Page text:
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Saturday, February 4, 2012

  Raviprasad Kamila 
The bio-methanation plant of Mangalore City Corporation behind Urwa Market. Photo: Raviprasad Kamila

The “Nisargruna” biomethanation plant set up by Mangalore City Corporation using the technology developed by Bhabha Atomic Research Centre (BARC), Mumbai, near Urwa Market here has begun functioning.
Environment Engineer at the corporation Madhu S. Manohar told The Hindu that the corporation had planned to use the energy (methane gas) produced at the plant to operate a generator. The generator in turn would supply power to Urwa Market and operating machines at the plant. He said the plan was to achieve self-sufficiency in power supply in operating the plant and supplying power to the market.
Mr. Manohar said the plant had been set up for reducing the quantity of bio-waste being transported to the corporation's compost plant at Pachchanady and instead use the waste to generate energy. With this, the corporation would achieve the twin objective of saving the cost of transporting the biowaste to the compost plant and reduce volume of waste being lifted from the market.
The biomethanation plant which started functioning in the last week of November 2011 had the capacity to process up to two tonnes of biowaste a day. The two tonnes of bio waste could produce between 100-160 cubic metres of methane gas. It could produce up to 200 units of power, Mr. Manohar said.
“The plant produced 261 cubic metres of methane gas from November last week to first week of January,” Mr. Manohar said.
He said its operation had to be stopped later as its main digestion doom developed a snag. It was rectified and it started functioning a few days ago.
The plant had been set up by Wipro Eco Energy under the guidance and technology provided by Sharad Kale, Professor, Homi Bhabha National Institute, and Head, Pesticide Residues and Soil Science section Nuclear Agriculture and Biotechnology Division, BARC.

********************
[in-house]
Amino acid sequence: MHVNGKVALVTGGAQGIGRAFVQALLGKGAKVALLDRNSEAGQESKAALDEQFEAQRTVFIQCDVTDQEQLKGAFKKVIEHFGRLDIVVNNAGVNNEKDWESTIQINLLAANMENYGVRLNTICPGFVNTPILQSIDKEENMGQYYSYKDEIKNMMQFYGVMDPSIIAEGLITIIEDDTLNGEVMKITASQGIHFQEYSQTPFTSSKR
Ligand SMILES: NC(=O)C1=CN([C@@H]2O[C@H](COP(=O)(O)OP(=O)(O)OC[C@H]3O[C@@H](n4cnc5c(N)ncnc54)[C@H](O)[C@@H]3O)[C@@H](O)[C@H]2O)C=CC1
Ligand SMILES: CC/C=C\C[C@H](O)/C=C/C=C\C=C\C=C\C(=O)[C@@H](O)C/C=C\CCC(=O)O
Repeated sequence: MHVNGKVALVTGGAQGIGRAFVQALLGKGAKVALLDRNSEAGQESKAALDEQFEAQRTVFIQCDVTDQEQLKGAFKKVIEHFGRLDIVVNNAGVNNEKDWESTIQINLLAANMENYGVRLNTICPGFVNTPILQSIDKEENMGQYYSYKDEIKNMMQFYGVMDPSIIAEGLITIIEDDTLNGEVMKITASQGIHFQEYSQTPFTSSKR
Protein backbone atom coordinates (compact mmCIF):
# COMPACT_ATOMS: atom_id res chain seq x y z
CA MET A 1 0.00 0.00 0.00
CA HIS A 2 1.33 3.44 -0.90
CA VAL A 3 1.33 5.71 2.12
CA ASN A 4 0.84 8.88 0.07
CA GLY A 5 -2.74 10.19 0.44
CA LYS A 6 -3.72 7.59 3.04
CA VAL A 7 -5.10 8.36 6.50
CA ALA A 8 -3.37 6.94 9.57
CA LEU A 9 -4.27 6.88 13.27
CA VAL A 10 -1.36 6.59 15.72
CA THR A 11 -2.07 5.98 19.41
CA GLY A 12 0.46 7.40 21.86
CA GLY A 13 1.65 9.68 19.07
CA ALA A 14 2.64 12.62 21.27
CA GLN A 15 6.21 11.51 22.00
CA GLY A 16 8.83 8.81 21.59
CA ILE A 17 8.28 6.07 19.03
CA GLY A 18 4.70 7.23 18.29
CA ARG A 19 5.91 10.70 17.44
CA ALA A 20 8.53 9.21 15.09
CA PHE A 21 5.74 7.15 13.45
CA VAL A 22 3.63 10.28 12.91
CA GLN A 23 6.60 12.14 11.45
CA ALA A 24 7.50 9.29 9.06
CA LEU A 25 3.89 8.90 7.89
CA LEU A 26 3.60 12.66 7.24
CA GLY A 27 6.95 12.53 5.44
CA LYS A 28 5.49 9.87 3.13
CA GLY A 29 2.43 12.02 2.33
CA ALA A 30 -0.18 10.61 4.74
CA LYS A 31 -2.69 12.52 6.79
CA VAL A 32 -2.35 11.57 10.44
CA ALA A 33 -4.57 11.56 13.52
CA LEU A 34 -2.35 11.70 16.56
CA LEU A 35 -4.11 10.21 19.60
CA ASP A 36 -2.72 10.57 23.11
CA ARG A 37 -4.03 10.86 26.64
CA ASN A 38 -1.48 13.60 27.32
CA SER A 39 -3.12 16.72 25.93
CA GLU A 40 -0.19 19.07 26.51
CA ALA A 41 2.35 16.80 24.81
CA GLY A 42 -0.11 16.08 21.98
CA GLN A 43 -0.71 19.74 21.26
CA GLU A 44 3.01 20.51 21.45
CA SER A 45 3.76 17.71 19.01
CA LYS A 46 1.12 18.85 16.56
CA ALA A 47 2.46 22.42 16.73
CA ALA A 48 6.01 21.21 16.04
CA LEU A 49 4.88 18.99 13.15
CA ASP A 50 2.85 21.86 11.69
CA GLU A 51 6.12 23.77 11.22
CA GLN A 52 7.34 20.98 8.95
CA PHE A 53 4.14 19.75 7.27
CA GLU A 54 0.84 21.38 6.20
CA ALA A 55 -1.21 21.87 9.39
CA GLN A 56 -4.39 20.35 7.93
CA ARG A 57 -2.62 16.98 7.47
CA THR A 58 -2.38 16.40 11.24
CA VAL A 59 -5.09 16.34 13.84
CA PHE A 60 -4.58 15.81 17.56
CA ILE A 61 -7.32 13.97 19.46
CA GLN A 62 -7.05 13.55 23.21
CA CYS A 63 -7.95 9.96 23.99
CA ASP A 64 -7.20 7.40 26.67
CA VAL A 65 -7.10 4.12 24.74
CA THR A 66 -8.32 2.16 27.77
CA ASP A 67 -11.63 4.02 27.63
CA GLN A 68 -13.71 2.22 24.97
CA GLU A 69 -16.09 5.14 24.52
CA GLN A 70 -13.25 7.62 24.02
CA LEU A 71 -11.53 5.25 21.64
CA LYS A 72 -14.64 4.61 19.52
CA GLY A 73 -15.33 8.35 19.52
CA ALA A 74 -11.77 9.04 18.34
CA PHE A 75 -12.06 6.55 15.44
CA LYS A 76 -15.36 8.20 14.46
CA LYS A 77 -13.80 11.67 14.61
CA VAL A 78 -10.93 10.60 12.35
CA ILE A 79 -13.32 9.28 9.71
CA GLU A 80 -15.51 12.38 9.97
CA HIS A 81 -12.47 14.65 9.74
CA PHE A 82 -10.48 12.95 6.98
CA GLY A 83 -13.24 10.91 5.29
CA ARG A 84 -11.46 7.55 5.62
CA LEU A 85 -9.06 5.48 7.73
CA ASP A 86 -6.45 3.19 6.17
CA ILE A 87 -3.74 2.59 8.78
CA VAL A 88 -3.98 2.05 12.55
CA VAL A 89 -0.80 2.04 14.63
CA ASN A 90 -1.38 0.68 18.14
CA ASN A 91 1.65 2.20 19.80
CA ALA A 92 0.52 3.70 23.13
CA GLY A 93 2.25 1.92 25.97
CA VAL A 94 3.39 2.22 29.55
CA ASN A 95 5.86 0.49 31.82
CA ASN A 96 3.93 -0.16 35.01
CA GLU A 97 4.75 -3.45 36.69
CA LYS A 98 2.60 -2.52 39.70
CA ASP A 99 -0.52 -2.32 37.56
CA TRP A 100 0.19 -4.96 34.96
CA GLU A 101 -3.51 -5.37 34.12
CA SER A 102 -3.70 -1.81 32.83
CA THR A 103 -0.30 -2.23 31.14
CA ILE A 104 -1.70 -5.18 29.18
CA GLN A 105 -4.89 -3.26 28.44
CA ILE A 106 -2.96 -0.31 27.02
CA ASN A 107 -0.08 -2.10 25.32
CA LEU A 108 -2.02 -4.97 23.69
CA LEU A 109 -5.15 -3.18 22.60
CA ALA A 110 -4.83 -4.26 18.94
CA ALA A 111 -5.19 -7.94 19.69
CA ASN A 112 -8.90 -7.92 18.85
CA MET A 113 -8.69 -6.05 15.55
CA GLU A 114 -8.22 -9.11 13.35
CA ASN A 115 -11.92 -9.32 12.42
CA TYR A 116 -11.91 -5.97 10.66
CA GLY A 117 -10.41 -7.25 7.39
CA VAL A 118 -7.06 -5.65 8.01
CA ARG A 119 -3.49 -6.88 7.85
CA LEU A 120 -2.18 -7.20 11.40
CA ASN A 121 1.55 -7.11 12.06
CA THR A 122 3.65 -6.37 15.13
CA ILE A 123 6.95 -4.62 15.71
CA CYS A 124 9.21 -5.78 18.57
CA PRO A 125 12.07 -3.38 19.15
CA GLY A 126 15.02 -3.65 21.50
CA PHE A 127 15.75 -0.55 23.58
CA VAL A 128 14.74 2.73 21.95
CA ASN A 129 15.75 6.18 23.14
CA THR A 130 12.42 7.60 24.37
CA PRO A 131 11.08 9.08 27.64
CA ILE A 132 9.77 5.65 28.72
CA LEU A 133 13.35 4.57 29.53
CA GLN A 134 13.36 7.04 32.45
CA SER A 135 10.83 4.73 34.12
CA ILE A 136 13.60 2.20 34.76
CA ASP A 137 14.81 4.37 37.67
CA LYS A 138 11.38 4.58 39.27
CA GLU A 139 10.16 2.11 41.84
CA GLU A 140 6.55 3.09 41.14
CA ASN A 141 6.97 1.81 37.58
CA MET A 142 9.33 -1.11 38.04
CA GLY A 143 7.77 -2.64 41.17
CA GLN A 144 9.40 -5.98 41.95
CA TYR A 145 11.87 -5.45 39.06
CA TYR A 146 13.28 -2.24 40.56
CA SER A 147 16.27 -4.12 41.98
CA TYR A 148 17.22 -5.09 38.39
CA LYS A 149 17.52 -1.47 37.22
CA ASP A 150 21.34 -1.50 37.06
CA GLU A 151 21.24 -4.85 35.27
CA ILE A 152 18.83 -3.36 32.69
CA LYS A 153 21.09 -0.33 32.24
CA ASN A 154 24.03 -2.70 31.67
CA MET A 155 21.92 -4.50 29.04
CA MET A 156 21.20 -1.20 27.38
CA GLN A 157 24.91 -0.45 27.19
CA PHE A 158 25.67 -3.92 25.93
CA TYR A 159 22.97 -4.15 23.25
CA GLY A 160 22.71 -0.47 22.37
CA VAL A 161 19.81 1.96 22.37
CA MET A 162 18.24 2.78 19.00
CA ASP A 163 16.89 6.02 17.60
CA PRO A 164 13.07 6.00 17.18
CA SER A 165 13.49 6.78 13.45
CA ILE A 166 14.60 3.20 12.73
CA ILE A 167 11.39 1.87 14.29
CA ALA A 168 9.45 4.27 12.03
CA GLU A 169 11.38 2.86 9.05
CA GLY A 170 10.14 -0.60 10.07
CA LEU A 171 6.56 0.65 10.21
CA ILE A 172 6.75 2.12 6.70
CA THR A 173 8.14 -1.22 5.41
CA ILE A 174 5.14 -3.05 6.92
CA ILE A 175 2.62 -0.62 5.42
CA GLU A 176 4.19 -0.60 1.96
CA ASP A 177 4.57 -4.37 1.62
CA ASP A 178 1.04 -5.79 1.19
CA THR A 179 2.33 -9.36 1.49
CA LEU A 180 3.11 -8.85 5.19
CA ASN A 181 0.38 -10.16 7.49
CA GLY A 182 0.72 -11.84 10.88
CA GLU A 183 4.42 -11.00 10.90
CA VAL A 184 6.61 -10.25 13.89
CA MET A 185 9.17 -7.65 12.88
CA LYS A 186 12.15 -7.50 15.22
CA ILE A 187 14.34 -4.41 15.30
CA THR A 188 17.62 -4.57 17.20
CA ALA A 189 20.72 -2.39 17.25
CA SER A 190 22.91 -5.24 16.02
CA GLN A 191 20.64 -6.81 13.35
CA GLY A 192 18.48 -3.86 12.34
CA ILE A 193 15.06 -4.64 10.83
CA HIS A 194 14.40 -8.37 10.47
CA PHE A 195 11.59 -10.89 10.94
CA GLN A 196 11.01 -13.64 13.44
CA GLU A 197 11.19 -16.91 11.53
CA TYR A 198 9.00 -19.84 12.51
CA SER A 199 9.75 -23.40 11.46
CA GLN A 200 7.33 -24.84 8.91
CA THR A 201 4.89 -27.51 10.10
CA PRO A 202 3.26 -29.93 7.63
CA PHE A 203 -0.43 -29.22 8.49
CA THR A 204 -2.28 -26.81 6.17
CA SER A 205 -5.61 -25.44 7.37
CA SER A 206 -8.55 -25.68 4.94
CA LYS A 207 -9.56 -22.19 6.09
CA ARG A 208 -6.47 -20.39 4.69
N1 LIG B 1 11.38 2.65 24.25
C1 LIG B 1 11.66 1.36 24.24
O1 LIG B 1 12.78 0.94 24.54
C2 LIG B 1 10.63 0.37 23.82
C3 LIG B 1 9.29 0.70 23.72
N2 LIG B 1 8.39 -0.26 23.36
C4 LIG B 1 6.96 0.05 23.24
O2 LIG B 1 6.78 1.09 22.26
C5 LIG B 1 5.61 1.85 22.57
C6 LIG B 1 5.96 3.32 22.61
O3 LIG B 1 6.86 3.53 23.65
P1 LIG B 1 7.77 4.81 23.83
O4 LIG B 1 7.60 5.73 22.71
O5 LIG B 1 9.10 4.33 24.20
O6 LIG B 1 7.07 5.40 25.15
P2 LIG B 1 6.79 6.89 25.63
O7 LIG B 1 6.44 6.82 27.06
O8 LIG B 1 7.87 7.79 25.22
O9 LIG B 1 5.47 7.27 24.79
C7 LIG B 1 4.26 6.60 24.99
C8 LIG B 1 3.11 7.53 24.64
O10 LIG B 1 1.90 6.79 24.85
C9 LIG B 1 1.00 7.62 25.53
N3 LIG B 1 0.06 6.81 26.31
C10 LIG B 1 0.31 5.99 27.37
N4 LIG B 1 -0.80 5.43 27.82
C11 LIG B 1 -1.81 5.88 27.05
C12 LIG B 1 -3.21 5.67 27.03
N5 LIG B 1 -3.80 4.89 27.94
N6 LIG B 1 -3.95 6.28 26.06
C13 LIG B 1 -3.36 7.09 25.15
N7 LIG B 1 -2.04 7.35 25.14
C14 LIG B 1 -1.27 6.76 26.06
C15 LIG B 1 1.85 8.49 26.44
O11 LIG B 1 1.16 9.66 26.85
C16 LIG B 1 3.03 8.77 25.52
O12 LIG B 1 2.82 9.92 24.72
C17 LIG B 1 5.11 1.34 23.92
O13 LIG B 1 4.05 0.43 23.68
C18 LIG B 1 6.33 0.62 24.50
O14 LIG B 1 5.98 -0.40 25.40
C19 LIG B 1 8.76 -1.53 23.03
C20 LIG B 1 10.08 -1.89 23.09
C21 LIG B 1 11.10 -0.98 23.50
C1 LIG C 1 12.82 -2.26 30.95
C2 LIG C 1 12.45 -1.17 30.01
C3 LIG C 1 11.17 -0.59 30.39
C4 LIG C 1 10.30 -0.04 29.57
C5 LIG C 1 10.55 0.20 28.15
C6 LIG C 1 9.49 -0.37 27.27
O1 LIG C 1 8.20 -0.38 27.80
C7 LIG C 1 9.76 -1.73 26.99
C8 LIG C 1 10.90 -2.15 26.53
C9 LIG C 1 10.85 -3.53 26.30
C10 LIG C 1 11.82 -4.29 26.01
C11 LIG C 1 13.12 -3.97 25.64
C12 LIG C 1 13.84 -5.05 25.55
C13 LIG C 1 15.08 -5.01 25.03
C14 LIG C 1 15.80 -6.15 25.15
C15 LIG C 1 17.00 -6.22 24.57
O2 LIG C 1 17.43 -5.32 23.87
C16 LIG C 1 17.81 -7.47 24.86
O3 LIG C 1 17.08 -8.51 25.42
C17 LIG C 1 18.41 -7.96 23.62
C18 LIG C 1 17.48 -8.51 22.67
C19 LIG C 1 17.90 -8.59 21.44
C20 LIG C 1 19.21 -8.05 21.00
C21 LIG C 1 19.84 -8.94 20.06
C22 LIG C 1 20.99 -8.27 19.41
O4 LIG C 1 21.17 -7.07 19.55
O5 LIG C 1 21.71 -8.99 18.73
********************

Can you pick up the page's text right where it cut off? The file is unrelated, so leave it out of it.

Mr. Manohar said the kitchen waste from some hotels, vegetable and green waste from Mannagudda, Boluru, and Derebail South-West wards were shifted to the plant for producing the gas.
The engineer said it took three months for the plant to reach its full capacity as bio-waste had to be fed in the quantity prescribed in phases. For example, there would be no feeding of waste for the first fortnight after beginning the operation. In the next fortnight, 500 kg of waste could be fed. Between 31 days and 45 days, the quantity could be scaled up to 750 kg. Later, it could be increased to 1,000 kg, 1,500 kg, and up to two tonness for the 90th day in phases.
He said now the two motors, a compressor, and a mixer at the plant were being operated by using power supplied by Mangalore Electricity Supply Company Ltd.
Mr. Manohar said the corporation council had approved the purchase of a generator.
Professor Kale told The Hindu that “Biogas generated in any biomethanation plant is a mixture of methane and carbon dioxide. The biogas generated in Nisargruna process contains more percentage of methane than the conventional process. Since the percentage of methane is higher, the flame would be better, and calorific value higher in case of biogas generated in the plant.” 



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